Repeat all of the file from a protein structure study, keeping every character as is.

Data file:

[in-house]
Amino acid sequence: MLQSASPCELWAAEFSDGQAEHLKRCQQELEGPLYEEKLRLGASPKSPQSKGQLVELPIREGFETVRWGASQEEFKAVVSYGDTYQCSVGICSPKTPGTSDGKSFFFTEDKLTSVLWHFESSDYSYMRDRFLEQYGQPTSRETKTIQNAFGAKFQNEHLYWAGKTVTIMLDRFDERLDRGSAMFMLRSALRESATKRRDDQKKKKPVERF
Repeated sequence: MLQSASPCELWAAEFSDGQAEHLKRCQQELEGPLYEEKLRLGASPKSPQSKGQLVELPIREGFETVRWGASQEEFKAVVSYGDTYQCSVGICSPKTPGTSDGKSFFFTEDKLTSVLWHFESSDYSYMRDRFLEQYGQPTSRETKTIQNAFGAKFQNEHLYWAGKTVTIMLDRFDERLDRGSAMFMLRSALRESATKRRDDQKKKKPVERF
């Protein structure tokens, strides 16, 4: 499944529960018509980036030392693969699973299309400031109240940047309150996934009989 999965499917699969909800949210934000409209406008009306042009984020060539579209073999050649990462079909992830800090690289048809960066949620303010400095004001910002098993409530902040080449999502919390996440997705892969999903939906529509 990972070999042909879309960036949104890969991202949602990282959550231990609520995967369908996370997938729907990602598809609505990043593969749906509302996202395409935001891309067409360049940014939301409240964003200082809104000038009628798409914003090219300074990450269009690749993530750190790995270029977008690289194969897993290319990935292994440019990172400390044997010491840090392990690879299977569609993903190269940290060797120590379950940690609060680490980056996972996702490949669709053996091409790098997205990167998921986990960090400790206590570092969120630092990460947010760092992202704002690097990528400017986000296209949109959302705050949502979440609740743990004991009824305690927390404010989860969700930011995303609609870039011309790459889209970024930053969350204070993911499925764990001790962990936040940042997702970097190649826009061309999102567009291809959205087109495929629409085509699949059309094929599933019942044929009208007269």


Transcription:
[in-house]
Amino acid sequence: MLQSASPCELWAAEFSDGQAEHLKRCQQELEGPLYEEKLRLGASPKSPQSKGQLVELPIREGFETVRWGASQEEFKAVVSYGDTYQCSVGICSPKTPGTSDGKSFFFTEDKLTSVLWHFESSDYSYMRDRFLEQYGQPTSRETKTIQNAFGAKFQNEHLYWAGKTVTIMLDRFDERLDRGSAMFMLRSALRESATKRRDDQKKKKPVERF
Repeated sequence: MLQSASPCELWAAEFSDGQAEHLKRCQQELEGPLYEEKLRLGASPKSPQSKGQLVELPIREGFETVRWGASQEEFKAVVSYGDTYQCSVGICSPKTPGTSDGKSFFFTEDKLTSVLWHFESSDYSYMRDRFLEQYGQPTSRETKTIQNAFGAKFQNEHLYWAGKTVTIMLDRFDERLDRGSAMFMLRSALRESATKRRDDQKKKKPVERF
């Protein structure tokens, strides 16, 4: 499944529960018509980036030392693969699973299309400031109240940047309150996934009989 999965499917699969909800949210934000409209406008009306042009984020060539579209073999050649990462079909992830800090690289048809960066949620303010400095004001910002098993409530902040080449999502919390996440997705892969999903939906529509 990972070999042909879309960036949104890969991202949602990282959550231990609520995967369908996370997938729907990602598809609505990043593969749906509302996202395409935001891309067409360049940014939301409240964003200082809104000038009628798409914003090219300074990450269009690749993530750190790995270029977008690289194969897993290319990935292994440019990172400390044997010491840090392990690879299977569609993903190269940290060797120590379950940690609060680490980056996972996702490949669709053996091409790098997205990167998921986990960090400790206590570092969120630092990460947010760092992202704002690097990528400017986000296209949109959302705050949502979440609740743990004991009824305690927390404010989860969700930011995303609609870039011309790459889209970024930053969350204070993911499925764990001790962990936040940042997702970097190649826009061309999102567009291809959205087109495929629409085509699949059309094929599933019942044929009208007269």